Historic Apollo 11 Module That Took Humans To The Moon Is Landing In Cincinnati

Jun 14, 2019

The historic command module that took the Apollo 11 crew to the moon and back in July 1969 is coming to Cincinnati. The Cincinnati Museum Center will be the fifth and final stop for Columbia and the Smithsonian's traveling exhibition "Destination Moon: The Apollo 11 Mission."

"Oh my god!" exclaims Museum Center CEO Elizabeth Pierce. "It is the most exciting thing that we could possibly do to follow up on the opening of Union Terminal as a fully-restored place. It's just an unbelievable opportunity; a breathtaking, incredible, once-in-a-lifetime opportunity to be able to present 'Destination Moon' to the Cincinnati region."

The exhibit explores the mission and all that went into getting to the moon, such as "the more than 400,000 people employed in NASA programs who worked through the trials, tragedies and triumphs of the 20 missions from 1961 to 1969 culminating with Apollo 11's historic feat," according to a news release. That includes the Columbia command module, the only part of the spacecraft that orbited the moon and returned to Earth, along with models, videos and more than 20 objects that flew on Apollo 11.

"Neil Armstrong took all the photos on the moon," says Dave Duszynski, vice president of featured experiences at the Cincinnati Museum Center. "He was in charge of all the photos so he was never in any of the photos except for the famous photo of his reflection in Buzz Aldrin's helmet, and that helmet is part of the display."

The iconic image of Buzz Aldrin with Neil Armstrong's reflection visible in his helmet's visor.
Credit Courtesy of the NASA History Office and the NASA JSC Media Services Center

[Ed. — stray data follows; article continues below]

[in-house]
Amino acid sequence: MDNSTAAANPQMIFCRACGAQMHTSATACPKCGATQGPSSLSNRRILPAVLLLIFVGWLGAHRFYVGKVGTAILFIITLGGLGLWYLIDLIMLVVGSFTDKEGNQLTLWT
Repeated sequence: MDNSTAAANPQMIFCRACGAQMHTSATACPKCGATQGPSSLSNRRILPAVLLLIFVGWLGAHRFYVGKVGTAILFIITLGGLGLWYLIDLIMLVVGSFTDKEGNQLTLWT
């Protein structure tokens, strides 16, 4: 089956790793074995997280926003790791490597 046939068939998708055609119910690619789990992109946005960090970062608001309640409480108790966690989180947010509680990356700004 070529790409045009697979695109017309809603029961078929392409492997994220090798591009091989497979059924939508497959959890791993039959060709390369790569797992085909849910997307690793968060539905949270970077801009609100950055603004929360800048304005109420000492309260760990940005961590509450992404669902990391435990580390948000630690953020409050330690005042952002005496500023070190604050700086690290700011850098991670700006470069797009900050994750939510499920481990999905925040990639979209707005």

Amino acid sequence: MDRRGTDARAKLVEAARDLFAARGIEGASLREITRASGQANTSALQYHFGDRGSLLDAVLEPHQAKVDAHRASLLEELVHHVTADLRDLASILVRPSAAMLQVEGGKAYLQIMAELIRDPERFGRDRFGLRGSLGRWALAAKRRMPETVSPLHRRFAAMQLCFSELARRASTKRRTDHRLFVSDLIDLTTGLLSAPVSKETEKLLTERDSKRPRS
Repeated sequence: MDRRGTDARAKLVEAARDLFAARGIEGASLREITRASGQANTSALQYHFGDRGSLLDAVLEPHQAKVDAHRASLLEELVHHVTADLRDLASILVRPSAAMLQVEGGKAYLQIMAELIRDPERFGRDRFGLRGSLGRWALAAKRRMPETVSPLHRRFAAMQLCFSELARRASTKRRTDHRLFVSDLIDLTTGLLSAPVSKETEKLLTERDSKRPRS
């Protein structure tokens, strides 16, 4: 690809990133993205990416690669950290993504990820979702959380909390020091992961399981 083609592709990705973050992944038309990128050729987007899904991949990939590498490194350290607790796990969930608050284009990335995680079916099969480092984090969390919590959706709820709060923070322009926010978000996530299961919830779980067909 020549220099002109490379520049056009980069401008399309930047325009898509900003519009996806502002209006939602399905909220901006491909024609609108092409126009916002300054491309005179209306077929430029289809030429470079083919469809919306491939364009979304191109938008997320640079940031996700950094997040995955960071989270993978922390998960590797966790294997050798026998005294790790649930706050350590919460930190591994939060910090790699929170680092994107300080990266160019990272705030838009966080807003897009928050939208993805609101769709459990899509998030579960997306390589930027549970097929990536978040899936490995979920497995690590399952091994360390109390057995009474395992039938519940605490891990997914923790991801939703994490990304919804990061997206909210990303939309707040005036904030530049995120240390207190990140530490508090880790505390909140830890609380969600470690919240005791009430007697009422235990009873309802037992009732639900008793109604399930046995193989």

"Destination Moon" will open Sept. 28, 2019, and run through Feb. 17, 2020.

The exhibit arrives as NASA is commemorating the 50th anniversary of Apollo 11 landing on the moon on July 20, 1969. Buzz Aldrin, Neil Armstrong and Michael Collins made history just hours later as Armstrong and Aldrin became the first two humans to walk on the surface of the moon, with Armstrong uttering the now-immortalized phrase, "That's one small step for [a] man, one giant leap for mankind."

The traveling exhibit marks the first time Columbia has left the National Air and Space Museum since 1976. From Cincinnati it will return to Washington, D.C. to await the 2022 opening of its new space currently under renovation.

Duszynski says the museum center lobbied hard for approximately four years to bring the exhibit to Cincinnati. The CMC argued the location made sense because of Armstrong's connection to the museum. He supported the museum over the years he lived in Cincinnati and served on its board for a time.

"It just makes perfect sense," according to Pierce. "Neil Armstrong was the former board chair of the Museum of Natural History. He was a big advocate for Union Terminal - for her restoration - and to have this incredible 'Destination Moon' exhibition come in this 50th anniversary year to his museum, to his community, it gives everybody goose bumps."

"We think this is a phenomenal opportunity for the museum center, one of the most exciting things that we've ever brought into the building," says Duszynski. "The command module is certainly a national treasure, certainly one of the top couple treasures that exist for the United States and its citizens. It's an extremely rare opportunity for us to be able to have this, so from our perspective, this is one of the coolest things that we've ever done or had here at the museum center."

Pierce points out the CMC wouldn't have been able to host the exhibit were it not for the recently completed Union Terminal restoration.

"Having the building and the mechanical systems provide the absolute top-notch, humidity-controlled, security-controlled space available, and to be able to, with relative ease, move such significant artifacts into this building, makes it the perfect destination."

The Cincinnati Museum Center earlier this year opened the Neil Armstrong Space Exploration Gallery, a permanent exhibit featuring Armstrong's inflight jacket, communications cap and the moon rock collected where he took his first steps.

A previous version of this story said Columbia landed on the moon. It did not land on the moon; it orbited the moon.